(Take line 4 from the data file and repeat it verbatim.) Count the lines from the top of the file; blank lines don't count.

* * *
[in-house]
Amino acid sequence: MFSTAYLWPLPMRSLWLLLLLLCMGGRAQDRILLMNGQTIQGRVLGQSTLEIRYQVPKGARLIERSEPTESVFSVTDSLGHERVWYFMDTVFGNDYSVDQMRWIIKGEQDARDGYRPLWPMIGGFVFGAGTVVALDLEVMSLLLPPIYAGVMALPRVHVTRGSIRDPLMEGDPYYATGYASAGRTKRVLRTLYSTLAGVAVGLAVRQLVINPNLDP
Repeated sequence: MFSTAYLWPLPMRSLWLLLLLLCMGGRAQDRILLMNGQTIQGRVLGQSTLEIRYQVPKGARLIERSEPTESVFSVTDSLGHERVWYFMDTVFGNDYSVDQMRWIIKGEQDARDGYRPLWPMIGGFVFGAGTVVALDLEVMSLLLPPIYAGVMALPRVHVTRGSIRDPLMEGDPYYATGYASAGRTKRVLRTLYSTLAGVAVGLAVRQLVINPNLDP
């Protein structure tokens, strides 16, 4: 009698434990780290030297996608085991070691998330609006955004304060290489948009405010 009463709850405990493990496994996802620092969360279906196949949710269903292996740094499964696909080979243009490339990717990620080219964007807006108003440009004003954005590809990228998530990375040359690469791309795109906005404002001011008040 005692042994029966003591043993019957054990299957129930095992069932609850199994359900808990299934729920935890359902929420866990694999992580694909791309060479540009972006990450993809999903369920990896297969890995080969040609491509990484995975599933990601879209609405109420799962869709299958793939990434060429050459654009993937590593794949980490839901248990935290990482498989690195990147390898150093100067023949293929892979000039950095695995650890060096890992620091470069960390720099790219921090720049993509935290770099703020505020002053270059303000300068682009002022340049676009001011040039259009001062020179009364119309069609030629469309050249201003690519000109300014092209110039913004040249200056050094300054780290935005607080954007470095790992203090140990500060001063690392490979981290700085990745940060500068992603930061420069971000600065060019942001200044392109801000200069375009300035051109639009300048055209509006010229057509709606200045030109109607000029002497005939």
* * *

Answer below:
């Protein structure tokens, strides 16, 4: 009698434990780290030297996608085991070691998330609006955004304060290489948009405010 009463709850405990493990496994996802620092969360279906196949949710269903292996740094499964696909080979243009490339990717990620080219964007807006108003440009004003954005590809990228998530990375040359690469791309795109906005404002001011008040 005692042994029966003591043993019957054990299957129930095992069932609850199994359900808990299934729920935890359902929420866990694999992580694909791309060479540009972006990450993809999903369920990896297969890995080969040609491509990484995975599933990601879209609405109420799962869709299958793939990434060429050459654009993937590593794949980490839901248990935290990482498989690195990147390898150093100067023949293929892979000039950095695995650890060096890992620091470069960390720099790219921090720049993509935290770099703020505020002053270059303000300068682009002022340049676009001011040039259009001062020179009364119309069609030629469309050249201003690519000109300014092209110039913004040249200056050094300054780290935005607080954007470095790992203090140990500060001063690392490979981290700085990745940060500068992603930061420069971000600065060019942001200044392109801000200069375009300035051109639009300048055209509006010229057509709606200045030109109607000029002497005939």